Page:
Journey to complete 3 islands reclamation project will be ‘tedious’, says Penang CM

Penang Chief Minister Chow Kon Yeow shows the list of the 72 conditions imposed by the Department of Environment for the Penang South Reclamation project.

GEORGE TOWN: Chief Minister Chow Kon Yeow today said the journey to complete the three islands reclamation project is going to be a “tedious” one, owing to the list of 72 conditions imposed by the Department of Environment (DoE) and other safeguards.

Chow said part of the 72 conditions will be included in a “Penang Offset Master Plan”, believed to be the first of its kind, to reduce potential environmental impact as a result of the reclamation.

The master plan will include measures to protect the coasts, sea and fisheries, with the placement of artificial reefs, planting of mangrove saplings, and funding for the study of turtles and coral reefs.

At a press conference, Chow said the master plan will be drawn up with the cooperation of relevant agencies.

He said 56 of the 72 conditions are the “typical ones” issued by the DoE for most projects, including compliance, air and water quality and mitigation measures.

The remainder of the conditions will involve the drawing up of an Environment Management Plan (EMP), which is needed before the project can physically take off.

Two options to mine sand

SRS Consortium Sdn Bhd project director Szeto Wai Loong.

According to project delivery partner SRS Consortium Sdn Bhd, a separate Environmental Impact Assessment (EIA) on sand mining will be required in addition to the EMP.

Its project director, Szeto Wai Loong, said two options are being considered to mine sand – from the waters of Port Klang, Selangor, or the coast of Perak.

Szeto, who was also present at the press conference, said the mining will not affect coastal fishing activity as it will be 15 nautical miles from the shore. It will also have minimal effect on trawler fishing activities.

He said the mining is also not a state matter as it falls under the purview of the federal Directorate General of Land and Mines (JKPTG).

He said while the reclamation works are quite “straight forward”, the project, known as Penang South Reclamation (PSR), will be the “most complex” in its terms and conditions.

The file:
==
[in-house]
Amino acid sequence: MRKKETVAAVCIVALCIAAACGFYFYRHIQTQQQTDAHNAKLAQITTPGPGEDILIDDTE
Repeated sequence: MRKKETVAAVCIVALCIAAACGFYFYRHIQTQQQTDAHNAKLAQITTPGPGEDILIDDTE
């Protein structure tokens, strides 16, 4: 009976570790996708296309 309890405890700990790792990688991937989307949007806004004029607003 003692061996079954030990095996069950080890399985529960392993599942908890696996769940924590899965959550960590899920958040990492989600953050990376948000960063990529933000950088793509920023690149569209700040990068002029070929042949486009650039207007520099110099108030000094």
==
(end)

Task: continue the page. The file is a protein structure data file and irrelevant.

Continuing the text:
Approval did not come easy

Asked how DoE’s initial approval for the PSR project came so quickly, Szeto said in reality, it had been a work in progress for the past two years.

He said that when the consortium submitted its plans in 2017, there was no need for fisheries and social impact assessments.

However, the assessments were suddenly made a requirement mid-way and hence, their first EIA application was rejected over concerns on fisheries. A new EIA was filed late last year, with approval given recently.

“People ask why it was approved so fast. But we have been working with them (DoE), point by point, up to the final submission.

“The Environmental Management Plan will take six to nine months to complete and will be our guide,” he said.

The project to reclaim the three islands will be spread over 17 sq km, with the islands covering 9.3, 4.45 and 3.23 sq km, respectively. The reclamation will be carried out off the coast of Permatang Damar Laut, near Bayan Lepas.

The reclaimed land will belong to the Penang government but will be auctioned off to the highest bidders to finance the RM46 billion Penang Transport Master Plan (PTMP).

The PTMP envisions a series of highways, light rail transit lines and other modes of transport to be built over the next 20 to 30 years.

The PTMP will be pursued by SRS Consortium Sdn Bhd, a joint venture between Gamuda Bhd and Penang real estate development firms Loh Phoy Yen Holdings Sdn Bhd and Ideal Property Development Sdn Bhd.